The malware earned its name since the original Nigelify app replaces pictures to “Nigel Thornberry.”
The malware earned its name since the original Nigelify app replaces pictures to “Nigel Thornberry.”

A zero-day exploiting malware capable of performing credential theft, cryptomining, click fraud and more has already infected more than 100,000 users from over 100 countries

Dubbed NigelThorn, the malware infects users by abusing the Google Chrome extension ‘Nigelify' using copies of legitimate extensions and injecting short obfuscated malicious scripts into them to bypass Google's extension validation checks, according to a May 10 Radware Threat Alert.

The malware earned its name since the original Nigelify app replaces pictures with “Nigel Thornberry,” researchers said in the post.

The malware is spread via socially engineered links on Facebook that redirect victims to a fake YouTube page asking the user to install a Chrome extension, in order to play the video. Once the victim clicks on the “Add Extension” button they are redirected to a Bitly URL, from which will be redirected to Facebook to trick users and retrieve access to their Facebook account via phishing.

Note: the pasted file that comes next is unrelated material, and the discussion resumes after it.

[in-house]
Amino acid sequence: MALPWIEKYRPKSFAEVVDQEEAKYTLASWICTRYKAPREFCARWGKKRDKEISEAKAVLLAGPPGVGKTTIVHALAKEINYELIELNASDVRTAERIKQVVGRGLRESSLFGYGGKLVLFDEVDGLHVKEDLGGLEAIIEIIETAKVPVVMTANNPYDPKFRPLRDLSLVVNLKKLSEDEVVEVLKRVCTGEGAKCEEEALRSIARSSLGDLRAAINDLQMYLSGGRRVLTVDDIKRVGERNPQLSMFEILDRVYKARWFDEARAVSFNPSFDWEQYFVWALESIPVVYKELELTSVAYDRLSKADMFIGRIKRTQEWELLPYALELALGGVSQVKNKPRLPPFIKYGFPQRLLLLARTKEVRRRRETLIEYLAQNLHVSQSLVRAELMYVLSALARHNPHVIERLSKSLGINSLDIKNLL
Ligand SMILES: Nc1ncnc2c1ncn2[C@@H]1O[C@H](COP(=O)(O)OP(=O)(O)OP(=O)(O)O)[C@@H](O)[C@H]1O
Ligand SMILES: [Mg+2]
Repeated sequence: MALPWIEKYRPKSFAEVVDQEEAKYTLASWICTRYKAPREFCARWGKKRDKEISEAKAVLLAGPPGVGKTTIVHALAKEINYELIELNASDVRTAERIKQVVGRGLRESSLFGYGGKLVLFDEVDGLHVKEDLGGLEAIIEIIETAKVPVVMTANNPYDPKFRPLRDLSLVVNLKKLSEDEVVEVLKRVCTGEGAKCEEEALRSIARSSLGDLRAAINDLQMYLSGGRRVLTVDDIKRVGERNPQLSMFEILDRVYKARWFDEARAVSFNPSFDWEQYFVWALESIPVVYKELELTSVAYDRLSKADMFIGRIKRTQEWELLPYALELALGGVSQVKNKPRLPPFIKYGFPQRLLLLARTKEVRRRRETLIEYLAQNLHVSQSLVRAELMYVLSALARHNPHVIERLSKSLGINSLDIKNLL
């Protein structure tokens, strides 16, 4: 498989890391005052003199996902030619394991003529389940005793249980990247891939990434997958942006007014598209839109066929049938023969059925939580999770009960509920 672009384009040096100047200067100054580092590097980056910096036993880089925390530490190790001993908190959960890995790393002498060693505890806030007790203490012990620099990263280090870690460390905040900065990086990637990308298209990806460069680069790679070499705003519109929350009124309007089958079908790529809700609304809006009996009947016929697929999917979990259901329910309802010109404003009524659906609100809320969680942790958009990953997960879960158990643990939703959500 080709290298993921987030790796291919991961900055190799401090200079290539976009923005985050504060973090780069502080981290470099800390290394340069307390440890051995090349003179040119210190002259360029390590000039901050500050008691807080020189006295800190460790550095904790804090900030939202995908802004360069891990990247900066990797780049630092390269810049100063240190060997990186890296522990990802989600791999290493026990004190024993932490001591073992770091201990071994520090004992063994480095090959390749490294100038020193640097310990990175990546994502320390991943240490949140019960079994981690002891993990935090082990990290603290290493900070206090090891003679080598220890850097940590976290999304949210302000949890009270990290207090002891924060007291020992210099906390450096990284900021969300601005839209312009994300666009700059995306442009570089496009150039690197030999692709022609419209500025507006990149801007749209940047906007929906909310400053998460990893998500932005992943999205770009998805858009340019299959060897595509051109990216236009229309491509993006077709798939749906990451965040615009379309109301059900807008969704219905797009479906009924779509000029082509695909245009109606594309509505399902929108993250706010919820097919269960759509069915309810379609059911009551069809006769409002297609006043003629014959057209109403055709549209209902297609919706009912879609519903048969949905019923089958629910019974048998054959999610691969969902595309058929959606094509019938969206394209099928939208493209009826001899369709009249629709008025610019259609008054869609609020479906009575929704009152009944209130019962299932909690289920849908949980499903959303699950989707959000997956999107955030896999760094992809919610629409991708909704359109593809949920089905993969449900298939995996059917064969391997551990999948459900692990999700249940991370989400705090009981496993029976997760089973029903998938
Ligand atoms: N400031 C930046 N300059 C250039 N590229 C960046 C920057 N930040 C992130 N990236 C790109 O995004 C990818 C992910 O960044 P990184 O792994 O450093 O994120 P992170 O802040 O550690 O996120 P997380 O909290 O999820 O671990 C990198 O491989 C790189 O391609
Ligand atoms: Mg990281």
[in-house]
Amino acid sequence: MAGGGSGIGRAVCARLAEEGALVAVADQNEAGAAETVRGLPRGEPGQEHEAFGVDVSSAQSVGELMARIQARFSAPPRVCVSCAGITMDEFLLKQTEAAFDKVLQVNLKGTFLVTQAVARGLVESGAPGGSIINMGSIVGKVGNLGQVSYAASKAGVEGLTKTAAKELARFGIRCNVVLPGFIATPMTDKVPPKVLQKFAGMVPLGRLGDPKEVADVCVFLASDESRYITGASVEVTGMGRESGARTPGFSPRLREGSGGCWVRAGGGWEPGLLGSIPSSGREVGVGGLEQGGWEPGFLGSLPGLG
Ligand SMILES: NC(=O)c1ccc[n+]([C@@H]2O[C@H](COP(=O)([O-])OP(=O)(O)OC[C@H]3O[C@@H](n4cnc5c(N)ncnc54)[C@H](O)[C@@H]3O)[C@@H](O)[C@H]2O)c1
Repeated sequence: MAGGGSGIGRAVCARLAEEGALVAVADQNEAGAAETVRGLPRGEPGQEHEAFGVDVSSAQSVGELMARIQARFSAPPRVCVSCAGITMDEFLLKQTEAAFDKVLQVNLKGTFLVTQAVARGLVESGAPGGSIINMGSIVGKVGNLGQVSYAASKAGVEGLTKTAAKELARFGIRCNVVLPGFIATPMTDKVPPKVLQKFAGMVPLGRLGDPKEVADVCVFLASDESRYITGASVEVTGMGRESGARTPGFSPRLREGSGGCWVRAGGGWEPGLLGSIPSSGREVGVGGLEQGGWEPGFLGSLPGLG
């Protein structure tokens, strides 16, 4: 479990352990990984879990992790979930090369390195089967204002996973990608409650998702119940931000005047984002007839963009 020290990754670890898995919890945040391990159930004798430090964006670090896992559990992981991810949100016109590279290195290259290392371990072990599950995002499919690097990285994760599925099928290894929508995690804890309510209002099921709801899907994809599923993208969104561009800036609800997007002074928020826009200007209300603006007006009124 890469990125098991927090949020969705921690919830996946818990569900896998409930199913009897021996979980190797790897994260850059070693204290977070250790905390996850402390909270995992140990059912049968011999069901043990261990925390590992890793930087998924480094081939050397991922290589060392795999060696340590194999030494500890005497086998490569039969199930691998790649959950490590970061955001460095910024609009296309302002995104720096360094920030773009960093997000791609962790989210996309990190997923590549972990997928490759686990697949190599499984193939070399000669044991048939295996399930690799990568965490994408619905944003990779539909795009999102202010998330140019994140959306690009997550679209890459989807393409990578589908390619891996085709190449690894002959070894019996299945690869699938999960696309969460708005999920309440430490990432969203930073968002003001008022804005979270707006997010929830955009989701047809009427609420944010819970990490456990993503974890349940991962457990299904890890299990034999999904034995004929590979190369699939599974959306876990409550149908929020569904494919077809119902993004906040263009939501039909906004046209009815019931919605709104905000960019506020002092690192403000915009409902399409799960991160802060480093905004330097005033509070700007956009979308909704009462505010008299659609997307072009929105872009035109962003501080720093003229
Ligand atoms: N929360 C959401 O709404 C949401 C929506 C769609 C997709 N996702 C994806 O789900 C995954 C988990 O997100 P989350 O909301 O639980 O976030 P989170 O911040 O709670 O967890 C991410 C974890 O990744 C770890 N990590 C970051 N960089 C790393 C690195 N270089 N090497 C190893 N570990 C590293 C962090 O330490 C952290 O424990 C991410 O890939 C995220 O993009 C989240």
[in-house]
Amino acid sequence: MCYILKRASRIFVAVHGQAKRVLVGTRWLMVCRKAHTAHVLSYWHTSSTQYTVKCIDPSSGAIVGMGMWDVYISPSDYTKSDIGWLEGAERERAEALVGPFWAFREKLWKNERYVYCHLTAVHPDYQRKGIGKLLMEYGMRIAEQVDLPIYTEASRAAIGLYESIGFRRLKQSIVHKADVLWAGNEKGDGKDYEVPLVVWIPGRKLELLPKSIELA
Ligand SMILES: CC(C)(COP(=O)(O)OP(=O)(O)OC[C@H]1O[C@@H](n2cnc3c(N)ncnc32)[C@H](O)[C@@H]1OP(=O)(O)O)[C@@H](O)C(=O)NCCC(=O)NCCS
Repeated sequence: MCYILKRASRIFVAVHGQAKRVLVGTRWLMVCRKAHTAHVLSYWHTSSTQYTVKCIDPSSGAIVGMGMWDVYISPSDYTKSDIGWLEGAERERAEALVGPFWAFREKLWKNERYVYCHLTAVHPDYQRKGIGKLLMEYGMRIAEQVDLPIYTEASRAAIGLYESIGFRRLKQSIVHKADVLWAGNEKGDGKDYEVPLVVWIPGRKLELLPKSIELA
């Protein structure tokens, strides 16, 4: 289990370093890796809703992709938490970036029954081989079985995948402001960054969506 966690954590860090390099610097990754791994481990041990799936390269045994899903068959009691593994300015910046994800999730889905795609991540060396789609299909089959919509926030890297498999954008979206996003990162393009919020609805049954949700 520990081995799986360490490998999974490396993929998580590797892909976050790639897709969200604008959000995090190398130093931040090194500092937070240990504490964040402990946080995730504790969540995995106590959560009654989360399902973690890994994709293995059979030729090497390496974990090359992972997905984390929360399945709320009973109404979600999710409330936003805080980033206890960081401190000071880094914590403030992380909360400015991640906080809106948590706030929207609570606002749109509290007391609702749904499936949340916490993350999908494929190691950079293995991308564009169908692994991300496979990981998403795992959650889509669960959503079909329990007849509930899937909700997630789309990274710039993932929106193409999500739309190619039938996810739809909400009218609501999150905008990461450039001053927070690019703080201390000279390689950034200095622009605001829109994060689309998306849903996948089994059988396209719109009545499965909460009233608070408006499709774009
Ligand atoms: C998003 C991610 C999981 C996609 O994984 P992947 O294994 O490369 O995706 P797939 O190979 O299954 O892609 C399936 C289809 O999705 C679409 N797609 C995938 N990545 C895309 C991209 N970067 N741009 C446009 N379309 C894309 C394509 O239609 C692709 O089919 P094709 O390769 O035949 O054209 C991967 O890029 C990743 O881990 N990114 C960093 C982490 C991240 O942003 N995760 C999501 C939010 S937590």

NigelThorn is also persistent as it will close the extensions tab if a user looks to remove the malware from their device. The malware also downloads URI Regex from the C2 and blocks users that try to access it.

The threat actors behind the campaign have been active since at least March 2018 has since infected victims in more than 100 countries although 75 percent of the infections come mainly from the Philippines, Venezuela, and Ecuador whereas the other 25 percent is distributed over 97 other countries.